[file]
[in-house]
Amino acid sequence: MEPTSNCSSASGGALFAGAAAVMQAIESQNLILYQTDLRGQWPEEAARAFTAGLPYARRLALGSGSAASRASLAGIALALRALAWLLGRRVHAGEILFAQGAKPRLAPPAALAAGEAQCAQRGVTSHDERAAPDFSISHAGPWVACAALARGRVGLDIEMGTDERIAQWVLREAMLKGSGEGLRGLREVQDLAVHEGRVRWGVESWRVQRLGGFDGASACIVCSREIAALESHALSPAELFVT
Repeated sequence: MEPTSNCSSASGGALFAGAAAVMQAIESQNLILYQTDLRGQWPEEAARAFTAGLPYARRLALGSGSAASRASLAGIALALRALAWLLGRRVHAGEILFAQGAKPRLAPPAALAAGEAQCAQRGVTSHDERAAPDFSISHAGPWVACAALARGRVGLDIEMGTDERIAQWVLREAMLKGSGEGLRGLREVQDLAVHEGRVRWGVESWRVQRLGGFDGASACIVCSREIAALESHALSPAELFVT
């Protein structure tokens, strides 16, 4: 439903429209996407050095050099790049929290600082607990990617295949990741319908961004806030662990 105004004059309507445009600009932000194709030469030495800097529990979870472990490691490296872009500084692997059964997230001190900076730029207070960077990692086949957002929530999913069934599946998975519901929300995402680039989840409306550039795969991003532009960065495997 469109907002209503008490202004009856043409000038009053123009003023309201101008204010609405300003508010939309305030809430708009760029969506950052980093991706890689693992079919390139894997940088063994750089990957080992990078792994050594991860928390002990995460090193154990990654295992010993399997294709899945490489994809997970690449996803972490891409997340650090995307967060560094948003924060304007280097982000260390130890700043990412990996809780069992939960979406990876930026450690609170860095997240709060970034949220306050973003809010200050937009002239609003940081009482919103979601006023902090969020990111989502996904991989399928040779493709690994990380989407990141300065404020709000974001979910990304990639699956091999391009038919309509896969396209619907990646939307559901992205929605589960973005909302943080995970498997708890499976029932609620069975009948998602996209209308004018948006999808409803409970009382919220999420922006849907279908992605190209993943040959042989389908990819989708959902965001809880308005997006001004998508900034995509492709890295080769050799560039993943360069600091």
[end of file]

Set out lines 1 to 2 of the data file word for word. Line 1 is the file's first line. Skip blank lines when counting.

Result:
[in-house]
Amino acid sequence: MEPTSNCSSASGGALFAGAAAVMQAIESQNLILYQTDLRGQWPEEAARAFTAGLPYARRLALGSGSAASRASLAGIALALRALAWLLGRRVHAGEILFAQGAKPRLAPPAALAAGEAQCAQRGVTSHDERAAPDFSISHAGPWVACAALARGRVGLDIEMGTDERIAQWVLREAMLKGSGEGLRGLREVQDLAVHEGRVRWGVESWRVQRLGGFDGASACIVCSREIAALESHALSPAELFVT